Gov’ts Focusing on Oil and Gas Sector
Tax revenues from oil and gas companies continue to provide a significant proportion of income for states around the world, according to the latest Ernst & Young Oil & Gas Tax Guide. The report also confirms that many governments are working on ways to make oil and gas tax regimes more attractive to investors.
Because of new hydrocarbon discoveries or developments in countries which already exist on the global oil and gas map, new countries are now covered by the Oil and Gas Tax Guide. Our guide covers 70 countries, including nine new countries – Benin, Chile, Cyprus, Democratic Republic of Congo, Iceland, Israel, Mauritania, Poland and Ukraine. The content is based on information as of 1 January 2012.
Alexey Kondrashov, Global Oil & Gas Tax Leader at Ernst & Young says, “Over the past 18 months, many countries have significantly changed their tax regimes, which has not only impacted companies but also provided incentives for much-needed investors. Specifically, these changes have influenced government taxes, such as royalties and petroleum taxes as well as general taxes including income tax rates and other general fiscal terms.”
New frontier countries in which hydrocarbon reserves have just been discovered, such as several African nations, Cyprus and Israel, are working towards designing their national legal and tax legislation for the oil and gas industry. This is as a result of both unconventional and conventional oil and gas attracting greater government attention which is focused on incentivizing the development of such reserves.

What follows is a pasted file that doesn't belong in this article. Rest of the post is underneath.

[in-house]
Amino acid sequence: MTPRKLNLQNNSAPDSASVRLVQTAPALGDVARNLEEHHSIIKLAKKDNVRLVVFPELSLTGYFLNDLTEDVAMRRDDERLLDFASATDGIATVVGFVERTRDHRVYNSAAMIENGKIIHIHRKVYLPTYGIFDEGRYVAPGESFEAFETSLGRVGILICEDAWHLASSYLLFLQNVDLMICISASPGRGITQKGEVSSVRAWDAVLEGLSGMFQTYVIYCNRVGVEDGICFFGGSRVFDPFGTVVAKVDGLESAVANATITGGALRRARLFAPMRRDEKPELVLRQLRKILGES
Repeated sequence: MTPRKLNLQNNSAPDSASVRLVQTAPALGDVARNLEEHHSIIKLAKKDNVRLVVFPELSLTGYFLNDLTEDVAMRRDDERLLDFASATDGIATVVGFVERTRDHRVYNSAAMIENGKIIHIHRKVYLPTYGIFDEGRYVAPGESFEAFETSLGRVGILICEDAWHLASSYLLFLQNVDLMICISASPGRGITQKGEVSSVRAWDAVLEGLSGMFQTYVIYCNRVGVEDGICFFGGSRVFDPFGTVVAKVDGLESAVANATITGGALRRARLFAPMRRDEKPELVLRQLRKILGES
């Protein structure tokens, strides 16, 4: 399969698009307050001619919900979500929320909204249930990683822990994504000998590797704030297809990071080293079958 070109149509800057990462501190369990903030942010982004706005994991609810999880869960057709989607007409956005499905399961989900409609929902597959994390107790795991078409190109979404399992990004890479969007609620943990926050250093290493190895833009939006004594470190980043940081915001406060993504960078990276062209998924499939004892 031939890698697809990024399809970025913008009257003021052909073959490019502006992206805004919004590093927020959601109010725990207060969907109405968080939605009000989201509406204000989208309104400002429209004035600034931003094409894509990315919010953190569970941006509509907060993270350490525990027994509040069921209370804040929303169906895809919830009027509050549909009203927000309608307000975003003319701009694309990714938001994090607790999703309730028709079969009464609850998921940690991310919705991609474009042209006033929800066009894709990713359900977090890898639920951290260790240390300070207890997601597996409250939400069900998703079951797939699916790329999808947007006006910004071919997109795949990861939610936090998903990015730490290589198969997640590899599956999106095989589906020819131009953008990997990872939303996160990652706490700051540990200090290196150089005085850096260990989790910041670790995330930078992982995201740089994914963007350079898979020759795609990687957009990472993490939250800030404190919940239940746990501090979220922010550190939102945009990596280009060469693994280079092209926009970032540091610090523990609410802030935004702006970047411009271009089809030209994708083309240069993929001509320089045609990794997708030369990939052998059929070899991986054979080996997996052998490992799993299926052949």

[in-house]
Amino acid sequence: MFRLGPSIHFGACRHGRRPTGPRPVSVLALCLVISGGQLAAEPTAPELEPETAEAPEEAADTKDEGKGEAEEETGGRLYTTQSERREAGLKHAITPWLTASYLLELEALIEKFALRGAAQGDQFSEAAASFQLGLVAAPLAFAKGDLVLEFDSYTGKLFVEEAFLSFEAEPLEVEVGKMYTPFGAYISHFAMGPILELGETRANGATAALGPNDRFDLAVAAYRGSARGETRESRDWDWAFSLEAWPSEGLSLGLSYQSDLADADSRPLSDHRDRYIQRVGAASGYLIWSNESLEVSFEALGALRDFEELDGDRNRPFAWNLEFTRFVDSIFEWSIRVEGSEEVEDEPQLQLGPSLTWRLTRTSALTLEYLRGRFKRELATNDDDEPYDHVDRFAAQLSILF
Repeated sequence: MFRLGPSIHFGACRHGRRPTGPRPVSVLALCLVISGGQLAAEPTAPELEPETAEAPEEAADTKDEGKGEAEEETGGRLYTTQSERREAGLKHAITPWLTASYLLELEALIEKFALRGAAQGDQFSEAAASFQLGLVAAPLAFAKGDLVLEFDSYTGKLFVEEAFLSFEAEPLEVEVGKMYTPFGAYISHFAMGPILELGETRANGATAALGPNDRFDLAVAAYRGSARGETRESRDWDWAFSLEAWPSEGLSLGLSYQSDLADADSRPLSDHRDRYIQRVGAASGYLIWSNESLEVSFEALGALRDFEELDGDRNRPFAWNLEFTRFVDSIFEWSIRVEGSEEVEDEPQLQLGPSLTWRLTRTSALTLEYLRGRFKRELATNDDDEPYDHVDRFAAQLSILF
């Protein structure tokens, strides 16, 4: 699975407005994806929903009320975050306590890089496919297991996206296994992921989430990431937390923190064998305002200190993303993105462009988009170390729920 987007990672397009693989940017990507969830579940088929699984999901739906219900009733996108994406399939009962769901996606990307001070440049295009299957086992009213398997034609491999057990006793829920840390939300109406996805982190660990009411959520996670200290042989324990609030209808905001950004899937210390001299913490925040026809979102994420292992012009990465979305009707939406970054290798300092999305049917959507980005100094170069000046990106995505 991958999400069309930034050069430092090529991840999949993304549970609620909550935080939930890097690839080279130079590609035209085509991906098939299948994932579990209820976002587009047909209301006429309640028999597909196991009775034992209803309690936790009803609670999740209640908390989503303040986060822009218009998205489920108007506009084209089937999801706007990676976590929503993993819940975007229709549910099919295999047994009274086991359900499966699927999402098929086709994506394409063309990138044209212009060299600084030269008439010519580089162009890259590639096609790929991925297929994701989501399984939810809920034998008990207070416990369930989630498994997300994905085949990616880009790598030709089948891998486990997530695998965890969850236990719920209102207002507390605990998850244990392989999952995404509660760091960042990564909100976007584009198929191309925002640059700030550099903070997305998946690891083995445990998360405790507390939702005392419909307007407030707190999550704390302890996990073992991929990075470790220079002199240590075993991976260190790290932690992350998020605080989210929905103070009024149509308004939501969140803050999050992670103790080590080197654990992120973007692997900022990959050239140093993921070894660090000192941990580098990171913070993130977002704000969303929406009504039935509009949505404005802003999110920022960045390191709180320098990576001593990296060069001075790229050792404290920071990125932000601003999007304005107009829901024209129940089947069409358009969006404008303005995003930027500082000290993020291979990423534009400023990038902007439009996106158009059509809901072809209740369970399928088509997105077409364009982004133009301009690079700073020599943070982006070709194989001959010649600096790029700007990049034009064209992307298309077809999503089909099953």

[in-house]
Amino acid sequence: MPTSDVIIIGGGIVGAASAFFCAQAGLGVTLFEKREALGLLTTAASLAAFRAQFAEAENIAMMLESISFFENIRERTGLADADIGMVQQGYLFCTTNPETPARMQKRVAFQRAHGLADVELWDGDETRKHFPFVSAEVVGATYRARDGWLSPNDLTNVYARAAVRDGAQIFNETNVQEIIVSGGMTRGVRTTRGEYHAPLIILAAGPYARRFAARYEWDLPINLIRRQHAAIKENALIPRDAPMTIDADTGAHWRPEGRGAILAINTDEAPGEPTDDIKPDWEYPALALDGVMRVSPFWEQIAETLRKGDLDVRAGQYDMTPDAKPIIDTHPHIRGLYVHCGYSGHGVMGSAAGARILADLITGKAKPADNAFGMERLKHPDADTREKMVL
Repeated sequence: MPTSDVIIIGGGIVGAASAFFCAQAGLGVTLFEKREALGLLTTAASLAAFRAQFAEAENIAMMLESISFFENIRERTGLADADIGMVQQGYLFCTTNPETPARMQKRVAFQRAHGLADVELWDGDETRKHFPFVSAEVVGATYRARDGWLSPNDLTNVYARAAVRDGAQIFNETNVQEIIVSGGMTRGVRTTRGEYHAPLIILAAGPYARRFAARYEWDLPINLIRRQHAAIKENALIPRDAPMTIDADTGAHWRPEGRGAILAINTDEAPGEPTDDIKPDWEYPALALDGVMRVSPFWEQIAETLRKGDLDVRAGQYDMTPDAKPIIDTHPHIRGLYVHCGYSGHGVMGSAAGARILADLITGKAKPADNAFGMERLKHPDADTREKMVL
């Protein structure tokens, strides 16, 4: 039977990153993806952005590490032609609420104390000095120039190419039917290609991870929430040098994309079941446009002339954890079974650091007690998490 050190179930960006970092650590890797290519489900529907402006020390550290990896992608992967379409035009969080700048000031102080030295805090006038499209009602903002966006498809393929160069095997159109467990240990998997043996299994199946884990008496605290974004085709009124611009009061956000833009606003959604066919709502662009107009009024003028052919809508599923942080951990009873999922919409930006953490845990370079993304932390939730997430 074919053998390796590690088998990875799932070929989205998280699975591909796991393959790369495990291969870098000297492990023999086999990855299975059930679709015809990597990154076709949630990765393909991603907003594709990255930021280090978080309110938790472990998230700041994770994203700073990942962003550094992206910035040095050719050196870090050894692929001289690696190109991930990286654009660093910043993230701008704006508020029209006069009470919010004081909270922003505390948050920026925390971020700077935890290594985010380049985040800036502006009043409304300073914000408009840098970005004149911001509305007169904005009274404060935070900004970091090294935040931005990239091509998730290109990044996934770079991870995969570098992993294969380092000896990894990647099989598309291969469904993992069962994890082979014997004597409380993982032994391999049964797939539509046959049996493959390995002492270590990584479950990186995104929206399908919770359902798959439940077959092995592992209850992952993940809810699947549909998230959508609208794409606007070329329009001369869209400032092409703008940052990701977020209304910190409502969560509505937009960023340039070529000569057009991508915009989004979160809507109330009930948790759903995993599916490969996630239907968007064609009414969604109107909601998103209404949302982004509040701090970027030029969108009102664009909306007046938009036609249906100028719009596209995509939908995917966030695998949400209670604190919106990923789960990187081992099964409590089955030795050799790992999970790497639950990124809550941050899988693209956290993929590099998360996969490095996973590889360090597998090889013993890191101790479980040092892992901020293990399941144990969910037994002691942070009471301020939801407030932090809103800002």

Shale gas development continues to be a top priority, particularly in North America, China and in certain European countries. For example, Poland is working on its tax regime for shale gas; although development is still in its early stages.
Countries with a presence in the Arctic compete for attracting investments into cost-intensive offshore and onshore projects and may revise their tax legislation. Russia which has the largest potential Arctic oil and gas reserves is already in the process of elaborating on a new attractive tax regime for Arctic offshore projects.
Kondrashov concludes that despite major economic woes, high oil and gas prices – are focusing governments’ on maximizing efficient production of oil and gas to improve state budgets while securing a fair return for the extraction of the nation’s natural resources.